I get to researching some pretty dumb stuff when I am bored. I hope the hiking trails and kayak routes in Florida get opened soon, or I am going to have to change the title of this blog to “Days of Darkness: A Journal of Our Life in Captivity.”
Today’s topic: Exactly how much money can you make being a televangelist? Quotes from what follows come from this page. I did try alternative sources to verify their statistics, and they seem fairly accurate. So I am going with them.
I think this is also an oddly appropriate topic for Good Friday, the ultimate day of sacrifice.
Now, I know money is a controversial topic in Christian circles. “There’s a difference between having a lot of money and being materialistic,” I have heard endless Christians say. And I agree with that to some extent. Money gives you the ability to do amazing things for people. If you choose to use it that way.
But what if being a minister almost propels you to billionaire status? Is it okay then? Should you be holding that money in your own name, or should that be the balance sheet of pure missionary efforts? Does being a “missionary” necessarily involve sharing wealth, or is it mainly an emotional effort?
This is a real question. The richest pastor in America is Kenneth Copeland from Fort Worth, Texas. His personal net worth is $760 million. And that was in 2018, so it’s probably a “hell” of a lot more now.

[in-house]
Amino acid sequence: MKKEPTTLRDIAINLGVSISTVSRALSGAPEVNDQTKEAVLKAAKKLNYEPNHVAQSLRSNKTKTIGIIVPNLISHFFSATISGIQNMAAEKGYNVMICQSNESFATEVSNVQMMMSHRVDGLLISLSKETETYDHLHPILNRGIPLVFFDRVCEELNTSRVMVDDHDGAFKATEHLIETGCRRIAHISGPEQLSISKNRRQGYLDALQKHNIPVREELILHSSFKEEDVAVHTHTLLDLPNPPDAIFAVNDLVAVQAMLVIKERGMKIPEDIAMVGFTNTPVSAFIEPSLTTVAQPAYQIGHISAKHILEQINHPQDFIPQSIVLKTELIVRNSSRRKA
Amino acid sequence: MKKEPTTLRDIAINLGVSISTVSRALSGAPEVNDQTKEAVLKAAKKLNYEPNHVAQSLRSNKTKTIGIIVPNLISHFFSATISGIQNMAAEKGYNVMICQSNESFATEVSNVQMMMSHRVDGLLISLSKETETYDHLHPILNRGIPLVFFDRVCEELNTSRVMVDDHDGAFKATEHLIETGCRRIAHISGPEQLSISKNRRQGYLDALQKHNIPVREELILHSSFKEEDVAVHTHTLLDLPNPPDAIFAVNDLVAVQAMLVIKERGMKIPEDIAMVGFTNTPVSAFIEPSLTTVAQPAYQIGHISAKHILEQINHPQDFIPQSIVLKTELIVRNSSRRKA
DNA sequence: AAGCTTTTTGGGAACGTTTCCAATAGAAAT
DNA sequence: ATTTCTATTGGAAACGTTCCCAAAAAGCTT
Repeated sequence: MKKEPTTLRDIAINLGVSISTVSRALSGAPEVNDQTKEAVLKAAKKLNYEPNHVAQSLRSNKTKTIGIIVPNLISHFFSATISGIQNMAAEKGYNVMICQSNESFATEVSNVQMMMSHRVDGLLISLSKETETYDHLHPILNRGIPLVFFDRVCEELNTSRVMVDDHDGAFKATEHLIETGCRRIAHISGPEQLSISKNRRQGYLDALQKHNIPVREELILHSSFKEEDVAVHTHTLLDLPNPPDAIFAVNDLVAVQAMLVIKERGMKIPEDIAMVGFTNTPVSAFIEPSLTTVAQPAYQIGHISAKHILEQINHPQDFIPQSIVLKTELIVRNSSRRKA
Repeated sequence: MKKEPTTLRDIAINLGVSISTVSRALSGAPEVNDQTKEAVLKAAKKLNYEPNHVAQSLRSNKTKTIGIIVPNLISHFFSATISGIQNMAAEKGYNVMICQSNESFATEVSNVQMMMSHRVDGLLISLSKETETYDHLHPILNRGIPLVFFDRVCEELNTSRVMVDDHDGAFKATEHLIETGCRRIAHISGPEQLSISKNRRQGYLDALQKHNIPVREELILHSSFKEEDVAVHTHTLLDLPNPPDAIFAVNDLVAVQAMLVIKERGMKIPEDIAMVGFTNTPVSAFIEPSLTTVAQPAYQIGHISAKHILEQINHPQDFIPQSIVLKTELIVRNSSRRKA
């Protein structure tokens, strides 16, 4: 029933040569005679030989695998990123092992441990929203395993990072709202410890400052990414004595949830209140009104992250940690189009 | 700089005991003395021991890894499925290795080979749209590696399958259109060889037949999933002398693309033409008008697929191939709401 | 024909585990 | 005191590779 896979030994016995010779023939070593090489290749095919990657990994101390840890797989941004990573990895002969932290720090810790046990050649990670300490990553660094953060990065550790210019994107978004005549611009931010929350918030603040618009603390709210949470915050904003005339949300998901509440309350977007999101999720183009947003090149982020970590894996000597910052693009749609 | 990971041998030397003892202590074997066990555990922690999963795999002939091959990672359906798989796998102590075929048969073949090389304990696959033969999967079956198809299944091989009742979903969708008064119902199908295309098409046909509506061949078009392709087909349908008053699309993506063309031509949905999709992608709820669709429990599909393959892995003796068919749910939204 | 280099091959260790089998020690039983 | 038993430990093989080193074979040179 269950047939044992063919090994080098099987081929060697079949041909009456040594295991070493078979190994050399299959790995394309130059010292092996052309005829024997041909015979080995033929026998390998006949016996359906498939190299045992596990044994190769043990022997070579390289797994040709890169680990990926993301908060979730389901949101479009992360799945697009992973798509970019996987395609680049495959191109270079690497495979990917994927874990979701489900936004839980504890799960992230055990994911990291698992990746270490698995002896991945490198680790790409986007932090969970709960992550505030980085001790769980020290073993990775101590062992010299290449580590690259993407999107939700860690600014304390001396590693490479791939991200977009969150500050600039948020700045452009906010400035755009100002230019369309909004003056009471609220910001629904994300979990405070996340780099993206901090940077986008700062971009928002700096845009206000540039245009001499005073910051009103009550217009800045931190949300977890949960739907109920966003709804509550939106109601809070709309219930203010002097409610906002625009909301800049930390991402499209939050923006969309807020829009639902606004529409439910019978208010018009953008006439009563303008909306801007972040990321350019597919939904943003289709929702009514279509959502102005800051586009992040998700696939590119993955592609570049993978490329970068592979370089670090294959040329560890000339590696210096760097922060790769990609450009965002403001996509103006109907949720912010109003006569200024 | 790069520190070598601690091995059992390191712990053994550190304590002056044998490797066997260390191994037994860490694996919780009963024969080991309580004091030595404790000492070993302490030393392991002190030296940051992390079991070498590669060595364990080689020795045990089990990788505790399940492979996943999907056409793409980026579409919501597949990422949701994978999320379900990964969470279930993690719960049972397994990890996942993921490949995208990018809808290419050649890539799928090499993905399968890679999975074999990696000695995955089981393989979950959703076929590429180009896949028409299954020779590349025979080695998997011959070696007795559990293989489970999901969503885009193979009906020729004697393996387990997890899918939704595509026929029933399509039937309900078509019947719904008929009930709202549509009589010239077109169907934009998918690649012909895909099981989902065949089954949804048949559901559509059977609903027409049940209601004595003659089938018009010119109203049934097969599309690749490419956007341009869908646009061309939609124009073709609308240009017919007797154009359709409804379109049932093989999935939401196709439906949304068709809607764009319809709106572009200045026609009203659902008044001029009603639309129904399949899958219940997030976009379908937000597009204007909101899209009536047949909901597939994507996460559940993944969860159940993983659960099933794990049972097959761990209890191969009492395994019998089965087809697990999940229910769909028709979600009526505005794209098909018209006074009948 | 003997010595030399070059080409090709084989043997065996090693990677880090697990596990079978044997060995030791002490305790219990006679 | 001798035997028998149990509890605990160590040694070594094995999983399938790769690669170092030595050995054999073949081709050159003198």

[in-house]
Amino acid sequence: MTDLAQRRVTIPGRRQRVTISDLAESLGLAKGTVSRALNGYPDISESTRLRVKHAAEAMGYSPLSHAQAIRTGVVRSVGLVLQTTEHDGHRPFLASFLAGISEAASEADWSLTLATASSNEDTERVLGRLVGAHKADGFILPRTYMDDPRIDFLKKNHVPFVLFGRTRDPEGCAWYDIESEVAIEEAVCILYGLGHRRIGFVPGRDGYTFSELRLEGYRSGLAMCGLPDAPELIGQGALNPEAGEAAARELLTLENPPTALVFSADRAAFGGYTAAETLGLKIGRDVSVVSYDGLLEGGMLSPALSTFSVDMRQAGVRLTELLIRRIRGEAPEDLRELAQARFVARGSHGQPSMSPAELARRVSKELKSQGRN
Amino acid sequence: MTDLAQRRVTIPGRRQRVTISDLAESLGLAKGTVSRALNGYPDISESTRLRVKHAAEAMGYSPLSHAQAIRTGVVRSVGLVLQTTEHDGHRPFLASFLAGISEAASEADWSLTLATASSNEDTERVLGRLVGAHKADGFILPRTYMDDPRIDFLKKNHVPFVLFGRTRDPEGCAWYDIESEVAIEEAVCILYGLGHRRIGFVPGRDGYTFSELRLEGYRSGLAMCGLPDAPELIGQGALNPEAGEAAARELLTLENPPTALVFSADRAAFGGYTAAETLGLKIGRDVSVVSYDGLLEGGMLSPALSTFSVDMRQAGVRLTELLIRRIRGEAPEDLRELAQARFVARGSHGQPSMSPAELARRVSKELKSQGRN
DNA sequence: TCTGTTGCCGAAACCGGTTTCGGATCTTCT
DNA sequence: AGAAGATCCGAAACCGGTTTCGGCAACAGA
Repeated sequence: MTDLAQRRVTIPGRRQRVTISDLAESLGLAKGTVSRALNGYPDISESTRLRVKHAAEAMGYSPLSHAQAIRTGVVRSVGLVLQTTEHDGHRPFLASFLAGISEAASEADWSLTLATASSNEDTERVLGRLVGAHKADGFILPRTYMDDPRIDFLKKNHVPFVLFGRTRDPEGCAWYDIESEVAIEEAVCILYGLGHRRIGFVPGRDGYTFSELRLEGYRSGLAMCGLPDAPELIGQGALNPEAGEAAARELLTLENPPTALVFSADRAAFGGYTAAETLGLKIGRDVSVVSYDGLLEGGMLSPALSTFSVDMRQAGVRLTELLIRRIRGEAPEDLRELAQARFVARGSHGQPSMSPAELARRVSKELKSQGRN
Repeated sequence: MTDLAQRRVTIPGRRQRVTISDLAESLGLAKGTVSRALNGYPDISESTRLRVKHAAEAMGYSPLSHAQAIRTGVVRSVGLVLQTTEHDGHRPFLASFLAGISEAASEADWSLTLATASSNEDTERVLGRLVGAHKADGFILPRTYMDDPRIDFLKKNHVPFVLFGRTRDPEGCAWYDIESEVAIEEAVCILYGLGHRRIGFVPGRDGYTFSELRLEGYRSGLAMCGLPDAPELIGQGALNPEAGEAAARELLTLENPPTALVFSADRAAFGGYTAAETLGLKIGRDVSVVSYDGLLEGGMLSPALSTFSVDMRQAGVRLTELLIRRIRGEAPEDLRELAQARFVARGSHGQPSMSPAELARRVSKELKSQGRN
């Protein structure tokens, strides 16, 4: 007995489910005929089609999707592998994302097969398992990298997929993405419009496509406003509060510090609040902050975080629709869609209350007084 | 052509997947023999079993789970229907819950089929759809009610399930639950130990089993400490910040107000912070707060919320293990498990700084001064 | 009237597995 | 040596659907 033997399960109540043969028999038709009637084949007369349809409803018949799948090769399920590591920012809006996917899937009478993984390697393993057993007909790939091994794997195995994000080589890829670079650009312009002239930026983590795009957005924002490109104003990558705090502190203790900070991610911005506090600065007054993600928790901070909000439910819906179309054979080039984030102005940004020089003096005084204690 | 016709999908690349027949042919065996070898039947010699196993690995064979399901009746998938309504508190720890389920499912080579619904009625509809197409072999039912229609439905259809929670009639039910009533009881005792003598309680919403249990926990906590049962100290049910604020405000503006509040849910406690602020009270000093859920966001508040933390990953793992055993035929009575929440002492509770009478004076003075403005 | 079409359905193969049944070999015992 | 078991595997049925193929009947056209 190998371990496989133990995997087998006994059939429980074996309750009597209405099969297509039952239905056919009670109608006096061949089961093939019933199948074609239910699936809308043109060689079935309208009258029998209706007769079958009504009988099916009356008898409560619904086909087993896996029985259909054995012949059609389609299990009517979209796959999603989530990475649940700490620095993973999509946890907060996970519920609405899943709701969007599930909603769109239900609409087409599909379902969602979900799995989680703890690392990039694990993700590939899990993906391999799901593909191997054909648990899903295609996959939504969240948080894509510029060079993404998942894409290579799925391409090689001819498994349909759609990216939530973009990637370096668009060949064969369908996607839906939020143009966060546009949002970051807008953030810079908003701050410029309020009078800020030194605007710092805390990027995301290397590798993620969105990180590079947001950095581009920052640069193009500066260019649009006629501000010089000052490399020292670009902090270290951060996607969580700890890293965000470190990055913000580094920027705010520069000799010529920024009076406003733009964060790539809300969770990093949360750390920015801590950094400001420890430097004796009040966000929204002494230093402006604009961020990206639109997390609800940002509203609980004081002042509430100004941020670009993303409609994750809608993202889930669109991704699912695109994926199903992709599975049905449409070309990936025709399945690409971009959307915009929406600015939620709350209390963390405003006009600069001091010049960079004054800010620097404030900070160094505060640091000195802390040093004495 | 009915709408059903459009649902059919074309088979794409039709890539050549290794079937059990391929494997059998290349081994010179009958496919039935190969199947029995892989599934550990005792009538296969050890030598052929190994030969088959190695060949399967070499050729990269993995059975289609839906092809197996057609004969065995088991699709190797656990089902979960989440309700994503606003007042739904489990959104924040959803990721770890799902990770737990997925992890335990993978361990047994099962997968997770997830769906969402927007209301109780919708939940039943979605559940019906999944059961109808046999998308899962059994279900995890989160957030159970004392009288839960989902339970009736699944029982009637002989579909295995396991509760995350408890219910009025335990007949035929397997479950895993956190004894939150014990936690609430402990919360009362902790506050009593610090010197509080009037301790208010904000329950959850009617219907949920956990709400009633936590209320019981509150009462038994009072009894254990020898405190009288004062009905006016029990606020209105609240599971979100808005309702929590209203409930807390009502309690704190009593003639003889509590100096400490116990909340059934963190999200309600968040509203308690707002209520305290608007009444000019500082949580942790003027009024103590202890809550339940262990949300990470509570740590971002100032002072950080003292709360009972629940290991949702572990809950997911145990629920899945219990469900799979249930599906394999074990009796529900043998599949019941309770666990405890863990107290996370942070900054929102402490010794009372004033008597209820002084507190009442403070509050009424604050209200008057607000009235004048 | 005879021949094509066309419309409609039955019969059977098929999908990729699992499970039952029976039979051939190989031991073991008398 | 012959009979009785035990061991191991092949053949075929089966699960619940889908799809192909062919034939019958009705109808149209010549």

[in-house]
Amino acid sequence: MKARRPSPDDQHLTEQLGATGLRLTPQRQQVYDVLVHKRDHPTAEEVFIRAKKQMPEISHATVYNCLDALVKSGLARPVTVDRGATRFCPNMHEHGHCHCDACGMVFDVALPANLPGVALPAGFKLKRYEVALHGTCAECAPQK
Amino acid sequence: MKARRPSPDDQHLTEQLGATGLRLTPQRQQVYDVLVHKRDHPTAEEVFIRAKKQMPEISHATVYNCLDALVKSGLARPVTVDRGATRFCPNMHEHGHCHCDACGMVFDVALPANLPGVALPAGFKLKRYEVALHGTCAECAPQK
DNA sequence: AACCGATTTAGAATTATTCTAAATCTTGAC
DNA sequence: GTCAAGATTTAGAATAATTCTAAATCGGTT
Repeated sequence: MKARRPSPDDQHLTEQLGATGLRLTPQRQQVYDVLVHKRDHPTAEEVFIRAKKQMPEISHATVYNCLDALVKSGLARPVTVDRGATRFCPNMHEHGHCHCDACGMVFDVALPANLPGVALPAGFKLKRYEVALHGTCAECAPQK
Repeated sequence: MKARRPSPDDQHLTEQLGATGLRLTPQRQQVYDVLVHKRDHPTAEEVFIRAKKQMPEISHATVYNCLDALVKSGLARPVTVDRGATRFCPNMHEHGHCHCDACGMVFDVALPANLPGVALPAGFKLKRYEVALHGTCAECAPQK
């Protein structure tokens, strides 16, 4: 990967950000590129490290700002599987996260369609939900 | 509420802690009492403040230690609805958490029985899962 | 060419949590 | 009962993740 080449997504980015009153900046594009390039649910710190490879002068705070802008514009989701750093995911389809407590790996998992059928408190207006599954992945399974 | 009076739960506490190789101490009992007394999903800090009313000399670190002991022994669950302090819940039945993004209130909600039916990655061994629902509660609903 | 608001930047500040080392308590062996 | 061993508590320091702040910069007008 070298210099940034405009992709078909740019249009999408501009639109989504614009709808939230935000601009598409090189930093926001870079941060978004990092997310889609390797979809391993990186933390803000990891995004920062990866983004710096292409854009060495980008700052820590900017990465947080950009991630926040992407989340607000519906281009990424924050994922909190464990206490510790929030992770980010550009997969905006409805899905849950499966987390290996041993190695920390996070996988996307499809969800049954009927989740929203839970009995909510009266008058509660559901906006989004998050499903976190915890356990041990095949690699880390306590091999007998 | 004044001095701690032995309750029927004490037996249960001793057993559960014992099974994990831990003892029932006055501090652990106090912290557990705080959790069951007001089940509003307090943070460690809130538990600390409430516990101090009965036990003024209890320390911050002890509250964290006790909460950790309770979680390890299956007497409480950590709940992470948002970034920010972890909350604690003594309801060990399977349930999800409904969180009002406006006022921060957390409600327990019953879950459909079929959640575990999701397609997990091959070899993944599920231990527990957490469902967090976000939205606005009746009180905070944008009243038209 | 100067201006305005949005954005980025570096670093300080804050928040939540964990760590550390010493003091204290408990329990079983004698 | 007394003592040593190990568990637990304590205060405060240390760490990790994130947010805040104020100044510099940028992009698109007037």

Copeland has a private airstrip for his nearly $20 million private jet and lives in a $6.3 million lakefront mansion funded by his church.
Then comes Pat Robertson. Robertson founded the Christian Broadcasting Network, which broadcasts shows in 180 countries in 71 languages. He started the show “The 700 Club.” That’s a pretty big missionary effort. It has also made him personally worth $100 million, which he’s tried to use to run for president.
Then there’s Benny Hinn, of “miracle crusades” and faith healing claims, based in Orlando. The elderly and medically vulnerable flock to him for his magical healing powers. Net worth $60 million.
Then there’s Joel Osteen, endless target of the Babylon Bee, but somehow not the most materialistic pastor in the US. It seems that what peeves the Bee is his “sin is not really the point of Christianity” philosophy rather than the ridiculous wealth of televangelists generally. He’s worth a mere $40 million to $60 million from the sales related to his 52,000 people-strong megachurch in Texas.
Royalties from Osteen’s book sales, radio show, public speaking fees, and church collection reportedly generate $55 million per year. He and his wife, co-pastor Victoria Osteen, live with their two kids in a $10.5 million mansion in the Houston suburbs.
Then Creflo Dollar. All the puns intended.
Dollar is an American Word of Faith teacher, pastor, and founder of the non-denominational World Changers Church International, based in Fulton County, Georgia. In 2007, he had a congregation of 30,000 as well as $69 million in cash collection revenue. Dollar preaches his philosophy that “it is the will of God for you to prosper in every way.”
Dollar has a reported net worth of $27 million. He has been criticized for his lifestyle and possessions, including two Rolls-Royce cars, a private jet, and million-dollar homes in Atlanta and Manhattan. When his Gulfstream jet ran off the runway, through the congregation and website donations, the ministry board was able to acquire a new one.
Rick Warren had a net worth of $25 million, around what Billy Graham had. The younger Graham is worth about as much.
Pastor T.D. Jakes, whom Obama had at his inauguration, is worth $18 million.
Joyce Meyer is worth $8 million, but that’s low mostly because she puts all her big-ticket assets in the name of her ministry. This includes her $10 million private jet, a portfolio of mansions to stay in, and even her luxury cars.